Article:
I stopped by the labor and delivery floor of the hospital connected to my OB's office today. A very nice nurse was kind enough to give me a quick tour and answer some questions. The good news was most of my labor options are up to me and my OB, like being able to eat or drink during labor, getting into the jacuzzi, or what monitoring I'd prefer. That was all great news as I vetted my new doctor with great care and I adore her. The not so good news was what happens to baby boy after being born at this hospital. I had the following eye opening conversation with the very nice nurse.
Nurse: We allow* the baby to stay in the room with you for about an hour and then we take him over to the nursery for four to six hours, for his first bath and tests while you recover.
Me: What do they do that takes four to six hours?
Nurse: We do a vitamin K injection and the Hepatitis B vaccine, PKU Screen and eye ointment, all according to your pediatrician's orders of course. Then we give baby a bath and put baby under the heat lamps to warm up and regulate body temperature. You know clean baby up, put a little hat on and blanket before bringing baby back.
Me: Wait, the nurses give the baby his first bath? Why not the parents?
Nurse: Well sometimes you can ask the nurses on staff and they'll let you participate**, otherwise you or a family member can certainly come down and watch through the glass.
Me: So, why does the baby need to have his body temperature regulated?
Nurse: After the bath they are cold and are wet and so we put them in the warmer to get their body temperatures back up. It can sometimes take a few hours.
Me: Why don't they do that in the room with me if there's a warmer in each room or better yet, why don't they just put the baby on me so I can warm him up while nursing?
Nurse: Well, again it depends on who's on that day, you can certainly ask them, but most of the time you really need some time to recover and we need to monitor the baby closely, so it's best to let the nurses do their job***.
Me: Ok, how about giving the baby a bottle? Last time the hospital did it despite my instructions not to. I plan to breast feed.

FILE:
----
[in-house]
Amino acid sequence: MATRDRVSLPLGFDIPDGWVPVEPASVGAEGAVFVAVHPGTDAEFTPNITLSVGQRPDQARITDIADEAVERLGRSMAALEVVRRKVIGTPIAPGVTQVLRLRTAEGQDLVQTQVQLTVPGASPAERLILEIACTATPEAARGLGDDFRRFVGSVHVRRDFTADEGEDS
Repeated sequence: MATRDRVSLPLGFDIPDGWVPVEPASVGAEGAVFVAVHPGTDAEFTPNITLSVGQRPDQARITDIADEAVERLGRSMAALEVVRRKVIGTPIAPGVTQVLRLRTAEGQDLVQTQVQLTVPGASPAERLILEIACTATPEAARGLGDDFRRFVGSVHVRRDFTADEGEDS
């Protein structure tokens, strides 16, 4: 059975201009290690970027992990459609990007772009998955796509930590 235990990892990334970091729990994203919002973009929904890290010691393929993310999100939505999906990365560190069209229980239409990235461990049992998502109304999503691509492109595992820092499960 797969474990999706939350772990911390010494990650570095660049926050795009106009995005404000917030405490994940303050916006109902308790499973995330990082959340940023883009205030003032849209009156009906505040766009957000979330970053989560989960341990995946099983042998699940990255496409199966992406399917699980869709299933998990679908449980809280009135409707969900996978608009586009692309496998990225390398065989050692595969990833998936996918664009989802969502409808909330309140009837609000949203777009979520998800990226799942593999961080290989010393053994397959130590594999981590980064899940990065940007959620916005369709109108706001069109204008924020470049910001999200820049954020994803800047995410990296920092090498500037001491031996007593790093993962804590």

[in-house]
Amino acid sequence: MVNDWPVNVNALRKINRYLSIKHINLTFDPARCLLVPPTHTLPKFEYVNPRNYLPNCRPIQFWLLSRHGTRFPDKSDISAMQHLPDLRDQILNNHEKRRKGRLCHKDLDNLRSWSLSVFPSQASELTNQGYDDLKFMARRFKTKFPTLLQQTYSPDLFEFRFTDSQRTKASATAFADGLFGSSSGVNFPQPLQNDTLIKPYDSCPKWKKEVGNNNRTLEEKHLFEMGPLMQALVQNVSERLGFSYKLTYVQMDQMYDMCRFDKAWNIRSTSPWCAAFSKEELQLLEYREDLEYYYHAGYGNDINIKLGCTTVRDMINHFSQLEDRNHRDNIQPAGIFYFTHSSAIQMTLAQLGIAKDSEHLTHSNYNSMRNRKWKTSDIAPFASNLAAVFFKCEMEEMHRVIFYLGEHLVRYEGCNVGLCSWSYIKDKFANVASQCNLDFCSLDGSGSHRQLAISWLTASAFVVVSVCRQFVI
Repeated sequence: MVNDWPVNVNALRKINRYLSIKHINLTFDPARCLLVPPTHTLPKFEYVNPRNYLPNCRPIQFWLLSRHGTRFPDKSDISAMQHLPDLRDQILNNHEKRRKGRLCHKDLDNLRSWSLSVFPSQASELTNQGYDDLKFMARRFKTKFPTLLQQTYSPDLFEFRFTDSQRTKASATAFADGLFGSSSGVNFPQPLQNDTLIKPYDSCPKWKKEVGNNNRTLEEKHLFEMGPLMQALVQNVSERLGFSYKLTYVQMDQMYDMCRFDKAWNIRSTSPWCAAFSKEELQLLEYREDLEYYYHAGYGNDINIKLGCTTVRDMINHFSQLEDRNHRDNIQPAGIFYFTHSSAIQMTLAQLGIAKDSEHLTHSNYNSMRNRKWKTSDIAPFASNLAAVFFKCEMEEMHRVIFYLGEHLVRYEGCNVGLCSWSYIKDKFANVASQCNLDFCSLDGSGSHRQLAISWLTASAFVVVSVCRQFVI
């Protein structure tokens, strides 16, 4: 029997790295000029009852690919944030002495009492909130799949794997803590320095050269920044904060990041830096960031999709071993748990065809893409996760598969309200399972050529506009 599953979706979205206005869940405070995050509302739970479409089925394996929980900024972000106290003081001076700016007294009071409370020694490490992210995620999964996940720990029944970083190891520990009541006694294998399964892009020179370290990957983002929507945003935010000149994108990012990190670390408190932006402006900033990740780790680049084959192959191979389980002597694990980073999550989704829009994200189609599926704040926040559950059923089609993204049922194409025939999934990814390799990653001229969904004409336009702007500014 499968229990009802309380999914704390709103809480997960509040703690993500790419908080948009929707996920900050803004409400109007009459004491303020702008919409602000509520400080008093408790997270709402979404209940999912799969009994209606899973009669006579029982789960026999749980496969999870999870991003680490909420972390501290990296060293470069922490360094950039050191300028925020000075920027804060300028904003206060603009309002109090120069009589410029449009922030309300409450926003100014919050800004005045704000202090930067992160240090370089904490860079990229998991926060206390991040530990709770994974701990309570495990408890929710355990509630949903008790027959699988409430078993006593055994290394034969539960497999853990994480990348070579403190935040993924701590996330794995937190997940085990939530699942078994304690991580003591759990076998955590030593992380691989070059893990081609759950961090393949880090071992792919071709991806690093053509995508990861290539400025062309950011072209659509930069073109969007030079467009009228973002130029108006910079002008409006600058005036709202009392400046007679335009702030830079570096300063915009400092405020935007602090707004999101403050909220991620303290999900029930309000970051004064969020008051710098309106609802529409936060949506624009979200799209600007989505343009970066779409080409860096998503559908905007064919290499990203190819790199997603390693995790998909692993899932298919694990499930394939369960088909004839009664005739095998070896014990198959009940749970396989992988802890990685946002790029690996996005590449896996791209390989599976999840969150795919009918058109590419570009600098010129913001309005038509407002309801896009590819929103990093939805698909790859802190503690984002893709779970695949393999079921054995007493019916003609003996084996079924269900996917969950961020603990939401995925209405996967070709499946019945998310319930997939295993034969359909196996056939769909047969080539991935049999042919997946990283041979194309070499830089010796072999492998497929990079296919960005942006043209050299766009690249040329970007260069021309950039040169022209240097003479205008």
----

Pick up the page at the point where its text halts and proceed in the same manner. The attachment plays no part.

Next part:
Nurse: Well, if the baby's blood sugars are low, we do give a bottle of sugar water to get them back up to speed.
Me: But if you let the mother nurse instead of making the baby wait for six hours won't that automatically keep the blood sugars up?
Nurse: Well, you know usually your milk doesn't come in for a few days.****
Me: Ok, thanks, I think those are all the questions I needed answered.
*Yes, she really used the word "allow" and it made me bristle.
** Again with the "letting" and "allowing"! While we leave the treatment of my newborn son and my participation or non-participation of his first moments all up to the random chance of who's on call and what mood she's in. I may get to watch through the glass. Good grief.
***In other words, you are asking hard questions and now I must make you feel silly so you'll shut up.
****I guess this nurse never heard of Colostrum.
So to paraphrase the whole conversation, she told me "Your baby will be born and whisked away for our nurses to wash off all the natural protective moisturizer he's born with, under cool water, perform a shit load of unnecessary tests and vaccines that one should actually wait to do and then plop him alone under a heat lamp like a Chicken McNugget while we don't feed him. After a few hours we'll give him a bottle of sugar water to correct the starvation we just imposed, totally derailing your efforts to breast feed. But he'll be fashion forward in a cute knitted hat, shiny clean and you should be all rested up in six hours!"
I will tour a different hospital next week.
I found this amazing resource GivingBirthNaturally.com that helped me learn about the mystery of this lost six hours. These are the things they do not tell you in the hospital birthing class.